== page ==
Retrospective public health impact of a quadrivalent influenza vaccine in the United States over the period 2000-2014

P. Crépey, P. De Boer, M.J. Postma, R.J. Pitman

Research output: Contribution to journalMeeting AbstractAcademic


Objectives: Vaccination has proven to be an efficient preventive strategy against influenza infection. Each year, two genetically distinct influenza B lineages cocirculate. Current trivalent influenza vaccines (TIVs) contain only one influenza B and two influenza A strains, but vaccine mismatch are frequent due to the difficulty to predict which B lineage will predominate during the next epidemic. Recently licensed quadrivalent influenza vaccines (QIVs) containing a strain from each B lineage should address these issues, but their impact still needs to be estimated. Our study assesses retrospectively what would have been the public health benefit of routinely vaccinating the US population with QIV instead of TIV. Methods: We developed a dynamic compartmental model able to account for interactions between influenza B lineages (natural or vaccine-induced). The model simulates influenza dynamics for the period 2000-2014, to account for the long-term impact of infection and vaccination. Age-structured population dynamics, vaccine efficacy (VE) per strain, and weekly ramp-up of vaccination coverage are modelled. Sensitivity analyses were performed on VE, duration of immunity, levels of vaccine-induced cross-protection between B strains. Results: Assuming a cross-protection of 70% of the matched VE, the model predicts that QIV would have prevented on average 15% more B-lineages cases. Elderly people (65+yo) and young seniors (50-64yo) benefit the most from QIV with 21% and 18% reduction of B cases respectively in those age groups. Reducing the cross-protection estimate of the matched VE to 50%, 30%, and 0% improves the relative benefit of QIV to 25%, 30%, and 34% fewer B cases in the US. Conclusions: Using a realistic retrospective framework, with real-life vaccine mismatch, our analysis shows that routine vaccination with QIV has the potential to substantially reduce the number of influenza infections, even with relatively conservative estimates of TIV induced cross-protection.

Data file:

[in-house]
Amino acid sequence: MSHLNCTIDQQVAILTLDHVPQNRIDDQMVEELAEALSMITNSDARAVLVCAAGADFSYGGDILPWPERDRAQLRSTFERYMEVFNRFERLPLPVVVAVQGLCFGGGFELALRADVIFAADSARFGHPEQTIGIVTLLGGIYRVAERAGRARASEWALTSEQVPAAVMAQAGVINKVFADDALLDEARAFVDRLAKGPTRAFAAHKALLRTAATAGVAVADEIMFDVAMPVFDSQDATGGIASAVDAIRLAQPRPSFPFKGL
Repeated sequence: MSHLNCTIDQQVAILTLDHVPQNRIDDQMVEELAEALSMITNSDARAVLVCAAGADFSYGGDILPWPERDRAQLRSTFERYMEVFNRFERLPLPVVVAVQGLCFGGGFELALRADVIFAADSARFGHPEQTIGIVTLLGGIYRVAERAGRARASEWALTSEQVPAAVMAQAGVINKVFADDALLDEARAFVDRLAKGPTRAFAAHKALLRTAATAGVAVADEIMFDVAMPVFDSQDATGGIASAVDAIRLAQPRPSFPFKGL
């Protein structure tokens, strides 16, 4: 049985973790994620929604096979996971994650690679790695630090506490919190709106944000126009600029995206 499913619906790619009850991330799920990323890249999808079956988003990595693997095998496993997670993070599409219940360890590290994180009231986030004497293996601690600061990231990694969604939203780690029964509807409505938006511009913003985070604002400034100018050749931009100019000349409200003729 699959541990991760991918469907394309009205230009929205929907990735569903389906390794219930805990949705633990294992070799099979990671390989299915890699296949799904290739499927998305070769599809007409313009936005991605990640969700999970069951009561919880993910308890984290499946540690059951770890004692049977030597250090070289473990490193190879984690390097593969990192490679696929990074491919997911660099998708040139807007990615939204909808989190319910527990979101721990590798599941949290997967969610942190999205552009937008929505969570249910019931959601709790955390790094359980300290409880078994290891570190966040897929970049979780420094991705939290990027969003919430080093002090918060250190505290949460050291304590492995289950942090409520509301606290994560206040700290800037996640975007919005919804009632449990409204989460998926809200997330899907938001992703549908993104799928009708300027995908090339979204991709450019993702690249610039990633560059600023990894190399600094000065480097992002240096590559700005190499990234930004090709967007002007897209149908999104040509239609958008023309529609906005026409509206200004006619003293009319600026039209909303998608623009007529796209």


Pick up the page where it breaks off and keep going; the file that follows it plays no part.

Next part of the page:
Original languageEnglish
Pages (from-to)664-665
Number of pages2
JournalValue in Health
Issue number7
Publication statusPublished - 1-Nov-2014


  • influenza vaccine
  • vaccine
  • United States
  • public health
  • influenza A (H2N2)
  • influenza A (H3N2)
  • influenza A (H5N1)
  • influenza A (H1N1)
  • vaccination
  • cross protection
  • influenza
  • influenza B
  • model
  • implantable cardioverter defibrillator
  • influenza A
  • groups by age
  • human
  • aged
  • sensitivity analysis
  • population dynamics
  • infection
  • dynamics
  • compartment model
  • population
  • immunity
  • epidemic

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